In our last update, we highlighted a recent case out of the US District Court of Missouri (Studio 417) in which the court issued a preliminary ruling that allowed a group of policyholders to proceed with claims against their insurers based on allegations that the insurers wrongfully denied claims due to losses sustained as a result of the COVID-19 health crisis under business interruption insurance policies.  Prior to that ruling,

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PPP Second Draw Loans

by Aman Badyal, Andrew D. McCarthy

In December 2020, President Trump signed into law the Consolidated Appropriations Act, 2021 (the CAA).

In total, the CAA provides $900 billion in COVID relief, including $284 billion for additional Paycheck Protection Program (PPP) loans for new borrowers and “second draw” loans for existing borrowers.

The eligibility requirements for a “second draw” PPP loan (PPP2 Loan) are as follows:

1) The borrower must spend the full amount of the first PPP loan before receiving the PPP2 Loan.

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COVID Relief Bill: PPP-Paid Expenses Are Deductible (Updated 12/28/2020)

by Andrew D. McCarthy

This past Monday, December 21, a $900 billion pandemic relief bill came out of the U.S. House and Senate. It is called the Consolidated Appropriations Act, 2021. If President Trump signs it, it will become law. Weighing in at 5,593 pages in length, it addresses many areas, including vaccines, education, childcare, jobless benefits, energy, and national security.

Part of the bill is the COVID-Related Tax Relief Act of 2020 (COVIDTRA).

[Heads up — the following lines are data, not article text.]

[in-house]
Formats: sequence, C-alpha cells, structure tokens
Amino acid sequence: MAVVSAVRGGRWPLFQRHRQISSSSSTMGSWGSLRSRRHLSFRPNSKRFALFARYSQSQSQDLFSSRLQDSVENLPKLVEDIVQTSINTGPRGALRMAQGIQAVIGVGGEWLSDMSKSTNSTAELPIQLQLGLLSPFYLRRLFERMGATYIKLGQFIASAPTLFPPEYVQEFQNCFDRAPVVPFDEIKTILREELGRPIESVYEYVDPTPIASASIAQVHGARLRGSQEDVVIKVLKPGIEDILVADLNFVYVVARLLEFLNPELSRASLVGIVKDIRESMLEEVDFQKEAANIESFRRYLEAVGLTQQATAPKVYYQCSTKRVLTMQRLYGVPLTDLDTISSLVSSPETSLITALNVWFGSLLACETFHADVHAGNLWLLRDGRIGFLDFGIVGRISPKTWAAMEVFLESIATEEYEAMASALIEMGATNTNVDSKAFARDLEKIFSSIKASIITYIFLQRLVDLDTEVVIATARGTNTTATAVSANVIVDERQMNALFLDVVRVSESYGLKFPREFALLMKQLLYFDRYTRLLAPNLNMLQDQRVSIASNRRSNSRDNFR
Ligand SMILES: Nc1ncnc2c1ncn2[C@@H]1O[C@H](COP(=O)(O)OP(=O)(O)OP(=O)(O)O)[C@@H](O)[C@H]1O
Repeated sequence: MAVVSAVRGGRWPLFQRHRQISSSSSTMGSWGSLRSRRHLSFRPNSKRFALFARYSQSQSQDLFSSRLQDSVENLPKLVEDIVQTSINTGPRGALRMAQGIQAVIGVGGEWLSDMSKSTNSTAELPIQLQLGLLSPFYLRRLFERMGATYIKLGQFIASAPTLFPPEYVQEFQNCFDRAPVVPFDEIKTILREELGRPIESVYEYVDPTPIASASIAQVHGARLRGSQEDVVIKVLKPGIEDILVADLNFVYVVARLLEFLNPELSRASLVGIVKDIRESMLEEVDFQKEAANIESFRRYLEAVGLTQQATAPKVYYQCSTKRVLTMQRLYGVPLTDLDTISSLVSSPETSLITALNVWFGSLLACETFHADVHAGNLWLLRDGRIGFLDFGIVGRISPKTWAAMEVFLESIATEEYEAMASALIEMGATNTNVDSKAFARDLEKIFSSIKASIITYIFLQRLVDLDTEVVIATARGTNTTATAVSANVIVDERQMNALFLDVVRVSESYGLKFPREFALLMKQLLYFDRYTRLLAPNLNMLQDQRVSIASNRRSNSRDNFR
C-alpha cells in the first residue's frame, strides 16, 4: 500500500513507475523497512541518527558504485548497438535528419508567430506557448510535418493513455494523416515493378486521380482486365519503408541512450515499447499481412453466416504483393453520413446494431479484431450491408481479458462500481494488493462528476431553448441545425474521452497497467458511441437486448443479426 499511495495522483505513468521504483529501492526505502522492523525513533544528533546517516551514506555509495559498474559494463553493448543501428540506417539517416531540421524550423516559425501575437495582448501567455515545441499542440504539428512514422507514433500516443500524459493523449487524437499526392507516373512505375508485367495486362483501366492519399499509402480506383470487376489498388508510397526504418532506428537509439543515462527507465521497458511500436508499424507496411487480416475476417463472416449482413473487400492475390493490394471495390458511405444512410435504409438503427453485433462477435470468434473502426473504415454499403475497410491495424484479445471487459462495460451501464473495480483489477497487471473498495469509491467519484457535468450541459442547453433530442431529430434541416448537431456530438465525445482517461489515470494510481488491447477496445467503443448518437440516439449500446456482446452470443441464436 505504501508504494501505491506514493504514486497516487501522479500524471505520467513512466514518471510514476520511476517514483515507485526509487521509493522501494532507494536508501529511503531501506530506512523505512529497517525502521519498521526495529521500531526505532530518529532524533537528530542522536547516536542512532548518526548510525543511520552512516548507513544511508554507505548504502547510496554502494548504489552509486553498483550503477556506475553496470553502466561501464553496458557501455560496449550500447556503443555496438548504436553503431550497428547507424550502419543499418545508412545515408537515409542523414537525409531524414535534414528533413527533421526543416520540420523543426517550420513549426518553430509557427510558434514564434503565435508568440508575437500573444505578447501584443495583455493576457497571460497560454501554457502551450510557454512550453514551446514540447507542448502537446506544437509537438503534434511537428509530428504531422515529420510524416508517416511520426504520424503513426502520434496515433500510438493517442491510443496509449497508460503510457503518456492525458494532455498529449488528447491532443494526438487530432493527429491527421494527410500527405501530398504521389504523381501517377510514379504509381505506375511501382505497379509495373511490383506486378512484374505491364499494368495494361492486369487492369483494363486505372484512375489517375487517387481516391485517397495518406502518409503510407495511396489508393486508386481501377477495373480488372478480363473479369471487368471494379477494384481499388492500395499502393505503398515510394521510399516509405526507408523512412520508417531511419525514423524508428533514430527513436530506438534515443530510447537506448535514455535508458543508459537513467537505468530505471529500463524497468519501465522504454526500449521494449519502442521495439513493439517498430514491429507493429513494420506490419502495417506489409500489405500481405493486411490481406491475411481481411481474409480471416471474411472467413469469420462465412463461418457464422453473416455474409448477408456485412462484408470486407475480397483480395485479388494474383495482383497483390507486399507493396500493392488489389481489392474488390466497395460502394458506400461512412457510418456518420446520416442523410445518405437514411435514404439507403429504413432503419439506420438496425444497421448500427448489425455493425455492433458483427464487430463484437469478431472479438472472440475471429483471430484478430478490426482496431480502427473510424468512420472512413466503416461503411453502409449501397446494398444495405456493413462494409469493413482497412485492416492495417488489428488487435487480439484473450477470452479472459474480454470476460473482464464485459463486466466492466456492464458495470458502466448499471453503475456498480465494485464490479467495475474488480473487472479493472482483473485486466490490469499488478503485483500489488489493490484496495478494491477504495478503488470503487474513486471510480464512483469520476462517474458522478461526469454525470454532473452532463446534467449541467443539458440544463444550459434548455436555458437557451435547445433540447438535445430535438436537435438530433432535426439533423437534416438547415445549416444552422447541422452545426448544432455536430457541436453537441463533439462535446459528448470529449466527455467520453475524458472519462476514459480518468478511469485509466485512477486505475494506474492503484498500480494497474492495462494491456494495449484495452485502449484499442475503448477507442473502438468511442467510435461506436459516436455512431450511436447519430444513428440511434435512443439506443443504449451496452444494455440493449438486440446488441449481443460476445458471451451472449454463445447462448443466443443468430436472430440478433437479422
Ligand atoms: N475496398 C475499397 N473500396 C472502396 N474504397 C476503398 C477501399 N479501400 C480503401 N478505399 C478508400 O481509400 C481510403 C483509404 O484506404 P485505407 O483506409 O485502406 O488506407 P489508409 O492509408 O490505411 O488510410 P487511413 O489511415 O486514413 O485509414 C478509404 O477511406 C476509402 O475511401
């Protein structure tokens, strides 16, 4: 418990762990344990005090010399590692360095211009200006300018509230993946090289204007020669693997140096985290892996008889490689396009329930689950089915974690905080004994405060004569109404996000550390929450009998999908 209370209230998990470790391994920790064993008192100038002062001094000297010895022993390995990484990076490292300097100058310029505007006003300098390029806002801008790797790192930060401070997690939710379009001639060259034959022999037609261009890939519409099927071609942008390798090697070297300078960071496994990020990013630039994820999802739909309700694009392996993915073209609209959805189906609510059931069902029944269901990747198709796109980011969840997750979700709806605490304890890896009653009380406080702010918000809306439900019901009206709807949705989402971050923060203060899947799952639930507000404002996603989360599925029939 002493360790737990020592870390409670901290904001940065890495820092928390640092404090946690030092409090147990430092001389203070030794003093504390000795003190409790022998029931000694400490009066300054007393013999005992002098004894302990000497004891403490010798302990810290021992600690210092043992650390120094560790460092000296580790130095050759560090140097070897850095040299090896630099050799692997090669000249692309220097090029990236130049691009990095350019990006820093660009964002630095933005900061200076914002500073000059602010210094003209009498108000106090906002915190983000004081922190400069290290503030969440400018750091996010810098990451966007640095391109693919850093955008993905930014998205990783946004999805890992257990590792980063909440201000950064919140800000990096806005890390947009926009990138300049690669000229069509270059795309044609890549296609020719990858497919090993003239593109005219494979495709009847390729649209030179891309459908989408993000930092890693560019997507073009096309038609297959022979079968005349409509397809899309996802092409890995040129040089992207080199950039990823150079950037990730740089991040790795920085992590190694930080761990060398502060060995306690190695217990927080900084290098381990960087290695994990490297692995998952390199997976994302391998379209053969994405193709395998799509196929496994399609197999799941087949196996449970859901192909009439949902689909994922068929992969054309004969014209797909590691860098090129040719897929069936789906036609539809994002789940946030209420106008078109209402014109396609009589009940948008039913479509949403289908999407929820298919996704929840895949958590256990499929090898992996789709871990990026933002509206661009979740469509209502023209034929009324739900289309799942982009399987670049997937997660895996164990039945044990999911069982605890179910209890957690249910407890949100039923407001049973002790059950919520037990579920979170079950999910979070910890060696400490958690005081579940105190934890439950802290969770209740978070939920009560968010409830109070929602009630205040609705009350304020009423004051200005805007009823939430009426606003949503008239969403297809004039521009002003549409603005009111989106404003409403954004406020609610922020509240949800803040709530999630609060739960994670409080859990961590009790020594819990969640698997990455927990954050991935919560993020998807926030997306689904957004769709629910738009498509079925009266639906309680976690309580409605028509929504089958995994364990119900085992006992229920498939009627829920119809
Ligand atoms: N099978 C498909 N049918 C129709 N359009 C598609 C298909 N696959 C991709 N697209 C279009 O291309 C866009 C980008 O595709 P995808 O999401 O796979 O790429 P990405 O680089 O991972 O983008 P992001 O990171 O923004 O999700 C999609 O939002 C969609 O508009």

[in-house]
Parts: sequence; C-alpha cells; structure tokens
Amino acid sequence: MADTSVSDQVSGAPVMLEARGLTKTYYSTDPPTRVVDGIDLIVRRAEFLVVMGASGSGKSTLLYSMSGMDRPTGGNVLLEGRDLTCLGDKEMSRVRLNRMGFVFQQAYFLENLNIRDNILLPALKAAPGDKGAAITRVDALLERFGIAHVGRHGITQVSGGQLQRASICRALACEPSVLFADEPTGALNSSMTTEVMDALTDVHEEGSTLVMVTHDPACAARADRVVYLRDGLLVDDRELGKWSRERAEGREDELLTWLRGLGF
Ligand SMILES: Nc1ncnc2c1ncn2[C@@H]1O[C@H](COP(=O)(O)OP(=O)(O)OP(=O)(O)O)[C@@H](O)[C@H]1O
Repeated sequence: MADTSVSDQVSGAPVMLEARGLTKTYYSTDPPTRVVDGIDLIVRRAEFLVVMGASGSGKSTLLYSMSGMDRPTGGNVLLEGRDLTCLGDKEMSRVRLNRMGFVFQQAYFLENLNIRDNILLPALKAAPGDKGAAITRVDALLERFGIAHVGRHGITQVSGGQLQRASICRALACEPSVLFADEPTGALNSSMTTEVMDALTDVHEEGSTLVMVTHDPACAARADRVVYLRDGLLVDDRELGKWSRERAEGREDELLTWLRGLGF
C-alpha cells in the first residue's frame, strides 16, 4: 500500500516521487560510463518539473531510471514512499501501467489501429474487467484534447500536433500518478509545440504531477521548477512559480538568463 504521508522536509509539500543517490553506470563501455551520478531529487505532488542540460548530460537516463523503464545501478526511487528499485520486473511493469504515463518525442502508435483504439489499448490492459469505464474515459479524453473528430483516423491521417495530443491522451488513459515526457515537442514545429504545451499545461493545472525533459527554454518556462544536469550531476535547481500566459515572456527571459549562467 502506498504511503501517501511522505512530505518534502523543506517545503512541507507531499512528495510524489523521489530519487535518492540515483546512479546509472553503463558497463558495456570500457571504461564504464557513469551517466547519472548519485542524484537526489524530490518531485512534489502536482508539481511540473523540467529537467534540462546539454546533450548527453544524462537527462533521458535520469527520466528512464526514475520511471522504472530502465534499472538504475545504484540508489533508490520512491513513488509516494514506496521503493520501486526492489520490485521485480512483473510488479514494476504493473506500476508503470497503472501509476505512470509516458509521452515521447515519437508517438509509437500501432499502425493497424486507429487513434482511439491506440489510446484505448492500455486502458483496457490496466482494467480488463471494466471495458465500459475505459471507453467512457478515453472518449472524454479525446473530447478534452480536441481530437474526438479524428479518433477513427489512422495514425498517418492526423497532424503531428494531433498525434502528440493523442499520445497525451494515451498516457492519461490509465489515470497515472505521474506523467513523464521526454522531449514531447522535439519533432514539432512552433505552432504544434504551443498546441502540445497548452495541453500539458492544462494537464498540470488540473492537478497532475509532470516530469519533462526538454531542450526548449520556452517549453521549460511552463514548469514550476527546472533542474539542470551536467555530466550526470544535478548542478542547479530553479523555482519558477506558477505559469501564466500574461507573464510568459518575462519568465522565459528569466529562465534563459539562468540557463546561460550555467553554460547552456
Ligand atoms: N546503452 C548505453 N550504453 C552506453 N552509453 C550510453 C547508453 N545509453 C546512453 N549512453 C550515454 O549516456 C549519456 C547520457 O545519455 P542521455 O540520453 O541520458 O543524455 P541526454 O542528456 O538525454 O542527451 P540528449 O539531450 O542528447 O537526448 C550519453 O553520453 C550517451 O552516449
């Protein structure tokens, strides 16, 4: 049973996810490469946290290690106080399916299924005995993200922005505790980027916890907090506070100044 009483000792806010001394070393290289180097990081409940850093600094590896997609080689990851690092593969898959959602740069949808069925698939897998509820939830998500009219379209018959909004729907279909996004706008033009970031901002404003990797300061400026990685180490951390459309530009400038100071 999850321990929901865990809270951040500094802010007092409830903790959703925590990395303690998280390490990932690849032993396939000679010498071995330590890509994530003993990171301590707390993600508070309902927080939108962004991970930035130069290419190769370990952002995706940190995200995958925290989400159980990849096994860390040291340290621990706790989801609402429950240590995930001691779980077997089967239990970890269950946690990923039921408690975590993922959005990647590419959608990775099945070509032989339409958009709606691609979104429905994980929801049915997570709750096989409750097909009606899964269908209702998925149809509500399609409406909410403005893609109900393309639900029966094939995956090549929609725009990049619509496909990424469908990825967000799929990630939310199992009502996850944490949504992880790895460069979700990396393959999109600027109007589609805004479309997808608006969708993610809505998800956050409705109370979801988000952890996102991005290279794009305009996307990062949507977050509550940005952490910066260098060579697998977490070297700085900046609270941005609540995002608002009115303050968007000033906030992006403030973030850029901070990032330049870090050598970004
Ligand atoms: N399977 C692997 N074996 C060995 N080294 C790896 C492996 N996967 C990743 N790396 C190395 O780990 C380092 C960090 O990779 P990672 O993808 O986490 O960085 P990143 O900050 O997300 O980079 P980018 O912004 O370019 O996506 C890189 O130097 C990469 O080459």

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Mandatory Vaccines in the Workplace? New EEOC Guidance Regarding What Employers Can Do

by Ryan E. Abernethy
The Labor & Employment Law Blog

The FDA’s rollout of COVID-19 vaccinations has given hope to many employers that we may finally be witnessing the horizon of the pandemic. But this good news comes with a few side-effects, including the question of whether employers can require, or even encourage, their employees to get vaccinated.

To that end, on December 16, 2020, the Equal Employment Opportunity Commission (EEOC) issued guidance regarding the COVID-19 vaccinations in the workplace and the interplay with other employment laws.

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Newsom Signs Executive Order Modifying CalOSHA's Emergency Temporary COVID-19 Regulations

by Lizbeth (Beth) V. West
The Labor & Employment Law Blog

On December 14, 2020, Governor Newsom issued Executive Order N-84-20 which, among other things, modified CalOSHA’s emergency COVID-19 regulations.

Background.

On November 30, 2020, CalOSHA’s emergency temporary regulations concerning COVID-19 prevention in places of employment (ETS) went into effect.  Among other requirements, the ETS directed employers to exclude from the workplace for 14 days those employees who have been exposed to COVID-19, reflecting the then-current guidance of the Centers for Disease Control and Prevention (CDC) and the California Department of Public Health (CDPH) on quarantining after being exposed to COVID-19.